Dec. 20, 2011
By Richard Paige
Arizona Athletic Media Relations
Talk about a late bloomer.
Four years ago, he was a kid who was signed late in the spring to fill a spot someone else had left behind. Not expected to be a meaningful contributor, he was signed to fill a void on the perimeter.
What we didn't know then, we certainly know now. Through a love of the game and an unquenchable work ethic, Kyle Fogg has turned himself into a productive college basketball player.
A college basketball player who just became the 46th player in Arizona history to score 1,000 career points. That's 308 field goals, 142 treys and 257 free throws, which adds up to 1,015 points in 116 games.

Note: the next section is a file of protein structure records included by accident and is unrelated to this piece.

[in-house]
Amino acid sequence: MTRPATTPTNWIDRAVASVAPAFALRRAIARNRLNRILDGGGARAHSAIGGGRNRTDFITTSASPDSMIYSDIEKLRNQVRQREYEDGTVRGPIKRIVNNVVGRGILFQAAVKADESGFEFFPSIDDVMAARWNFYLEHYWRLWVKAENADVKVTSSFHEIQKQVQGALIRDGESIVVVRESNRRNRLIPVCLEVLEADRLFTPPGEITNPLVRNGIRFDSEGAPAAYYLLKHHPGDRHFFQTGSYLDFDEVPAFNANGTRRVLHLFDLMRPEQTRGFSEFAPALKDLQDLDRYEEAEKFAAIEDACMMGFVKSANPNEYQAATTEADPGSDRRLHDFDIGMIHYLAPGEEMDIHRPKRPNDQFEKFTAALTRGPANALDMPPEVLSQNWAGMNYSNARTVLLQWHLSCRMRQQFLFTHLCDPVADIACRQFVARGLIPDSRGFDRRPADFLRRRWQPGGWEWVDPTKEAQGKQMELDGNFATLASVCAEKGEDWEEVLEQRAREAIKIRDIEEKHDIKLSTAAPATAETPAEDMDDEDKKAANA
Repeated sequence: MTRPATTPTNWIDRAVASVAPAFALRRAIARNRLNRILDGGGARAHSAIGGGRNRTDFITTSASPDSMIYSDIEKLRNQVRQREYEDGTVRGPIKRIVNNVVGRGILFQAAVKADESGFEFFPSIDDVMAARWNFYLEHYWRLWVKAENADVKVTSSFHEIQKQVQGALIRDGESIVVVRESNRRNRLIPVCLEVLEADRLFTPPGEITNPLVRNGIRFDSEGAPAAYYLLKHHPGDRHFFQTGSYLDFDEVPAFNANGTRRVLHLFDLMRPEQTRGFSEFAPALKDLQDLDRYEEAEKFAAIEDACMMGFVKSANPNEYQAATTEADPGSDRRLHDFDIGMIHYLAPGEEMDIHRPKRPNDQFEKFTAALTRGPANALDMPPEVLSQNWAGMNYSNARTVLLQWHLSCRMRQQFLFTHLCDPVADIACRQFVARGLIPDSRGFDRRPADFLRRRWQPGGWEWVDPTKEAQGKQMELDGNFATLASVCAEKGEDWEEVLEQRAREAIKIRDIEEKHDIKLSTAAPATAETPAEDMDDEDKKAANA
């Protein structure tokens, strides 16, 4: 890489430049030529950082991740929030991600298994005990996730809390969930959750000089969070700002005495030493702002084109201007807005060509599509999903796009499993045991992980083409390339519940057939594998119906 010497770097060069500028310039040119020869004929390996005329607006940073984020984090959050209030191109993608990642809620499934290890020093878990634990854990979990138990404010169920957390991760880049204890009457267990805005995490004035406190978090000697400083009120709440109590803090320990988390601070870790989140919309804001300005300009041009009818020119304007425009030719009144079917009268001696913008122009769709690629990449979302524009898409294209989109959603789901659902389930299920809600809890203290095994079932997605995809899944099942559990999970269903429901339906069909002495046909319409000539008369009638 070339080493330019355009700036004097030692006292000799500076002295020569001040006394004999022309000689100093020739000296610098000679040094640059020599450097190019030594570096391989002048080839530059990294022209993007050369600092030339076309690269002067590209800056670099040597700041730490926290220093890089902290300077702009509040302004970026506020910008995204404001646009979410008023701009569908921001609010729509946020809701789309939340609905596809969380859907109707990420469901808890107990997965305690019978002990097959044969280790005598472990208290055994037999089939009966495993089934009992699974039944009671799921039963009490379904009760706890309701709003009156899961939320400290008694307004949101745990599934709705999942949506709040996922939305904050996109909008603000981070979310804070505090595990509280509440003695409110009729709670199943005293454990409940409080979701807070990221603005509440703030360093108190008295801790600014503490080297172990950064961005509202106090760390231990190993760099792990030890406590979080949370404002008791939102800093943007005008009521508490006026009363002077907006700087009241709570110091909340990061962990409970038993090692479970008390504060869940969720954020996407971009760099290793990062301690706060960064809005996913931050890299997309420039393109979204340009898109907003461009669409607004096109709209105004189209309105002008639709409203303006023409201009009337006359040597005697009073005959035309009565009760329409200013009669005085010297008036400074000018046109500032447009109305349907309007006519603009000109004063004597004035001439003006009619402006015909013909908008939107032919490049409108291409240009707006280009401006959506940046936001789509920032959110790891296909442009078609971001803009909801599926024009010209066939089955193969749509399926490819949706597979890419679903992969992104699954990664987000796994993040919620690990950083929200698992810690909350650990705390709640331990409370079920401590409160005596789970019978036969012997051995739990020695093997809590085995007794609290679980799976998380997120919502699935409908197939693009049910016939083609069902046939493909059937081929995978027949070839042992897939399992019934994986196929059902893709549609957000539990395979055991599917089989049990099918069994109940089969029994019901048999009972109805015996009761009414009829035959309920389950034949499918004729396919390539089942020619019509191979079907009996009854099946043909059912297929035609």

In the spring of 2008, Fogg was a lanky 170-pound guard from Brea, Calif. Ranked as high as No. 37 at his position by one of the national scouting services, he averaged 24.9 points and 4.4 assists per game as a senior.
While the UA may not have been sure as to what it had in Fogg, one thing became readily apparent - he was ready to work hard.
"Coming in, he wasn't a typical U of A recruit," said Russ Pennell, Arizona's interim head coach in 2008-09. "He didn't have the ranking or anything, but when you saw Kyle play you knew he was a special kid because of how hard he worked and how good he wanted to be. His success doesn't surprise me because of the effort he's put into it."
It's his work ethic that a lot of people may have overlooked, and it's that ethic that has propelled him as a player.